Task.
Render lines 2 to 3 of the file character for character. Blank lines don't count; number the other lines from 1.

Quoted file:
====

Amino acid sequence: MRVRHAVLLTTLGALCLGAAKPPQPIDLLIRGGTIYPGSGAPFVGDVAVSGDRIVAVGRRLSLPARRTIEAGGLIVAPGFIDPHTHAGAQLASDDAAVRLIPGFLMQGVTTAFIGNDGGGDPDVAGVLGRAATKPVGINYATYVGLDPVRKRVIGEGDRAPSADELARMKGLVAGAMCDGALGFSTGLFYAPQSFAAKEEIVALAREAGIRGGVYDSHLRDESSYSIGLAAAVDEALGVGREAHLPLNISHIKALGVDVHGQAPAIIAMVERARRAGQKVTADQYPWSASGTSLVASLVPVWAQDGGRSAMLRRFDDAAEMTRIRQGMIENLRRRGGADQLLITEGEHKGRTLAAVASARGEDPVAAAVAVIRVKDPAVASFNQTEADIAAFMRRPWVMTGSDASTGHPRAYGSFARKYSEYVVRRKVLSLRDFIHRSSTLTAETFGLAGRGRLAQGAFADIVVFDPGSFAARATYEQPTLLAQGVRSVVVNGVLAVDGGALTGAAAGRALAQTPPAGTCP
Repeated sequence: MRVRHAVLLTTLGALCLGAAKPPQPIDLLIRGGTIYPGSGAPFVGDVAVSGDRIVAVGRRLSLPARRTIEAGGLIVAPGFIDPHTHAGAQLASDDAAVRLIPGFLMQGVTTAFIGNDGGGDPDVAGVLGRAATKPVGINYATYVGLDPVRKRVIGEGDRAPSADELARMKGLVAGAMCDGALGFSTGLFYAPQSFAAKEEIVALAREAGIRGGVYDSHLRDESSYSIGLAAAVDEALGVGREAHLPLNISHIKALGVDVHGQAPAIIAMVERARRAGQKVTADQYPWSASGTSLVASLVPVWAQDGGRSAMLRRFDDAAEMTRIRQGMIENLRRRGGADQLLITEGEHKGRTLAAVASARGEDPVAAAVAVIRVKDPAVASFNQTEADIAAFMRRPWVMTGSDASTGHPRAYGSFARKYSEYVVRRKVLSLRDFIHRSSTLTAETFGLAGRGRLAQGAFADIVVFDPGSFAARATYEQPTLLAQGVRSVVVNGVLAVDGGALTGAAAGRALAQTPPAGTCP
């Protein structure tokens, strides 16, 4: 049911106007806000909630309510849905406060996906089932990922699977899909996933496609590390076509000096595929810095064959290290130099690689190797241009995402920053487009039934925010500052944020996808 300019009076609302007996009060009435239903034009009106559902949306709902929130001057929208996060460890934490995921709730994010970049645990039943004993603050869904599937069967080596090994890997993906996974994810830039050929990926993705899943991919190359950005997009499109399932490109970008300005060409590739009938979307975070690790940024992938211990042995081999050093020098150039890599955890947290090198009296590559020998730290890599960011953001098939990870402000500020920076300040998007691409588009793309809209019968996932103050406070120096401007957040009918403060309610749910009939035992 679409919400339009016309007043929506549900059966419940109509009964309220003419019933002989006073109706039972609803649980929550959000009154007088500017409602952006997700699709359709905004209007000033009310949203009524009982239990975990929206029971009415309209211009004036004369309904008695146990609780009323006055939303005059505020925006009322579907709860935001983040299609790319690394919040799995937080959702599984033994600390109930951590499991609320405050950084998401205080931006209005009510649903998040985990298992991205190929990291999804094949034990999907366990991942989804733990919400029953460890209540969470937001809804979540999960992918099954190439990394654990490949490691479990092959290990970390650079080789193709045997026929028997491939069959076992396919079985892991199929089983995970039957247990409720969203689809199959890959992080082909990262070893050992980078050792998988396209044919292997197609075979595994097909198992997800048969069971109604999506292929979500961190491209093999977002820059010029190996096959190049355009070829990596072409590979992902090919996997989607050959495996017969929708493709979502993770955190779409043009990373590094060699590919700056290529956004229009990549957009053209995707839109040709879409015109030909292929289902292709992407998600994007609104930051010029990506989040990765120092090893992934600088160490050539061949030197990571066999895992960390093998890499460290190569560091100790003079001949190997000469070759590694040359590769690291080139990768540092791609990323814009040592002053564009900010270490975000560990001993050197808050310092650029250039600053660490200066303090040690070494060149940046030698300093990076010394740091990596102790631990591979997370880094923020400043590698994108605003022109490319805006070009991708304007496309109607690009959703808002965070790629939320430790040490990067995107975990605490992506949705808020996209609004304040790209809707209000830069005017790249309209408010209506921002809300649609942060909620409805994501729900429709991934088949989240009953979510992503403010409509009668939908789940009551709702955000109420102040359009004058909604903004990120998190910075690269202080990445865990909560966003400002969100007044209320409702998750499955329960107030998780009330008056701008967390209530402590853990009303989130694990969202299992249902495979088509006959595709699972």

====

Repeated sequence: MRVRHAVLLTTLGALCLGAAKPPQPIDLLIRGGTIYPGSGAPFVGDVAVSGDRIVAVGRRLSLPARRTIEAGGLIVAPGFIDPHTHAGAQLASDDAAVRLIPGFLMQGVTTAFIGNDGGGDPDVAGVLGRAATKPVGINYATYVGLDPVRKRVIGEGDRAPSADELARMKGLVAGAMCDGALGFSTGLFYAPQSFAAKEEIVALAREAGIRGGVYDSHLRDESSYSIGLAAAVDEALGVGREAHLPLNISHIKALGVDVHGQAPAIIAMVERARRAGQKVTADQYPWSASGTSLVASLVPVWAQDGGRSAMLRRFDDAAEMTRIRQGMIENLRRRGGADQLLITEGEHKGRTLAAVASARGEDPVAAAVAVIRVKDPAVASFNQTEADIAAFMRRPWVMTGSDASTGHPRAYGSFARKYSEYVVRRKVLSLRDFIHRSSTLTAETFGLAGRGRLAQGAFADIVVFDPGSFAARATYEQPTLLAQGVRSVVVNGVLAVDGGALTGAAAGRALAQTPPAGTCP
């Protein structure tokens, strides 16, 4: 049911106007806000909630309510849905406060996906089932990922699977899909996933496609590390076509000096595929810095064959290290130099690689190797241009995402920053487009039934925010500052944020996808 300019009076609302007996009060009435239903034009009106559902949306709902929130001057929208996060460890934490995921709730994010970049645990039943004993603050869904599937069967080596090994890997993906996974994810830039050929990926993705899943991919190359950005997009499109399932490109970008300005060409590739009938979307975070690790940024992938211990042995081999050093020098150039890599955890947290090198009296590559020998730290890599960011953001098939990870402000500020920076300040998007691409588009793309809209019968996932103050406070120096401007957040009918403060309610749910009939035992 679409919400339009016309007043929506549900059966419940109509009964309220003419019933002989006073109706039972609803649980929550959000009154007088500017409602952006997700699709359709905004209007000033009310949203009524009982239990975990929206029971009415309209211009004036004369309904008695146990609780009323006055939303005059505020925006009322579907709860935001983040299609790319690394919040799995937080959702599984033994600390109930951590499991609320405050950084998401205080931006209005009510649903998040985990298992991205190929990291999804094949034990999907366990991942989804733990919400029953460890209540969470937001809804979540999960992918099954190439990394654990490949490691479990092959290990970390650079080789193709045997026929028997491939069959076992396919079985892991199929089983995970039957247990409720969203689809199959890959992080082909990262070893050992980078050792998988396209044919292997197609075979595994097909198992997800048969069971109604999506292929979500961190491209093999977002820059010029190996096959190049355009070829990596072409590979992902090919996997989607050959495996017969929708493709979502993770955190779409043009990373590094060699590919700056290529956004229009990549957009053209995707839109040709879409015109030909292929289902292709992407998600994007609104930051010029990506989040990765120092090893992934600088160490050539061949030197990571066999895992960390093998890499460290190569560091100790003079001949190997000469070759590694040359590769690291080139990768540092791609990323814009040592002053564009900010270490975000560990001993050197808050310092650029250039600053660490200066303090040690070494060149940046030698300093990076010394740091990596102790631990591979997370880094923020400043590698994108605003022109490319805006070009991708304007496309109607690009959703808002965070790629939320430790040490990067995107975990605490992506949705808020996209609004304040790209809707209000830069005017790249309209408010209506921002809300649609942060909620409805994501729900429709991934088949989240009953979510992503403010409509009668939908789940009551709702955000109420102040359009004058909604903004990120998190910075690269202080990445865990909560966003400002969100007044209320409702998750499955329960107030998780009330008056701008967390209530402590853990009303989130694990969202299992249902495979088509006959595709699972």